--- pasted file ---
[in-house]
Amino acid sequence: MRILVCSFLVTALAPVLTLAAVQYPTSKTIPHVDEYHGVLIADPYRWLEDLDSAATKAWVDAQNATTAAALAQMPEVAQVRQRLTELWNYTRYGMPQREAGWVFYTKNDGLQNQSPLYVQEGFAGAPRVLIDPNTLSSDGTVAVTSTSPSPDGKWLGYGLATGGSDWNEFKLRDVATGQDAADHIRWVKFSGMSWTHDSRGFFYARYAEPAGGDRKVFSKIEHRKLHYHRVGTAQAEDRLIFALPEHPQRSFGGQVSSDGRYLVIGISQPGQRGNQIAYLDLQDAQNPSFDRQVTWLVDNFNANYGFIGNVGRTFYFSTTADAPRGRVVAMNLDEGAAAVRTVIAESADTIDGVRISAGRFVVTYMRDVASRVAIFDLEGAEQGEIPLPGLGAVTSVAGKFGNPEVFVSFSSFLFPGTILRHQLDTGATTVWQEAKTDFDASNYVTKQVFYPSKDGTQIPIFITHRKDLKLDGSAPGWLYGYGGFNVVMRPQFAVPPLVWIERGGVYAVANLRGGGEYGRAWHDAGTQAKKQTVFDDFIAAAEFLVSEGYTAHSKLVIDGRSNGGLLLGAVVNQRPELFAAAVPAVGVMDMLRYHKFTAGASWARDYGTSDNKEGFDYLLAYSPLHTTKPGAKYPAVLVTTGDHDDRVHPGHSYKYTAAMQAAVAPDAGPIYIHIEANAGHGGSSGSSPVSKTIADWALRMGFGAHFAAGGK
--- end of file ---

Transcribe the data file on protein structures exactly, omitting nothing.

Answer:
[in-house]
Amino acid sequence: MRILVCSFLVTALAPVLTLAAVQYPTSKTIPHVDEYHGVLIADPYRWLEDLDSAATKAWVDAQNATTAAALAQMPEVAQVRQRLTELWNYTRYGMPQREAGWVFYTKNDGLQNQSPLYVQEGFAGAPRVLIDPNTLSSDGTVAVTSTSPSPDGKWLGYGLATGGSDWNEFKLRDVATGQDAADHIRWVKFSGMSWTHDSRGFFYARYAEPAGGDRKVFSKIEHRKLHYHRVGTAQAEDRLIFALPEHPQRSFGGQVSSDGRYLVIGISQPGQRGNQIAYLDLQDAQNPSFDRQVTWLVDNFNANYGFIGNVGRTFYFSTTADAPRGRVVAMNLDEGAAAVRTVIAESADTIDGVRISAGRFVVTYMRDVASRVAIFDLEGAEQGEIPLPGLGAVTSVAGKFGNPEVFVSFSSFLFPGTILRHQLDTGATTVWQEAKTDFDASNYVTKQVFYPSKDGTQIPIFITHRKDLKLDGSAPGWLYGYGGFNVVMRPQFAVPPLVWIERGGVYAVANLRGGGEYGRAWHDAGTQAKKQTVFDDFIAAAEFLVSEGYTAHSKLVIDGRSNGGLLLGAVVNQRPELFAAAVPAVGVMDMLRYHKFTAGASWARDYGTSDNKEGFDYLLAYSPLHTTKPGAKYPAVLVTTGDHDDRVHPGHSYKYTAAMQAAVAPDAGPIYIHIEANAGHGGSSGSSPVSKTIADWALRMGFGAHFAAGGK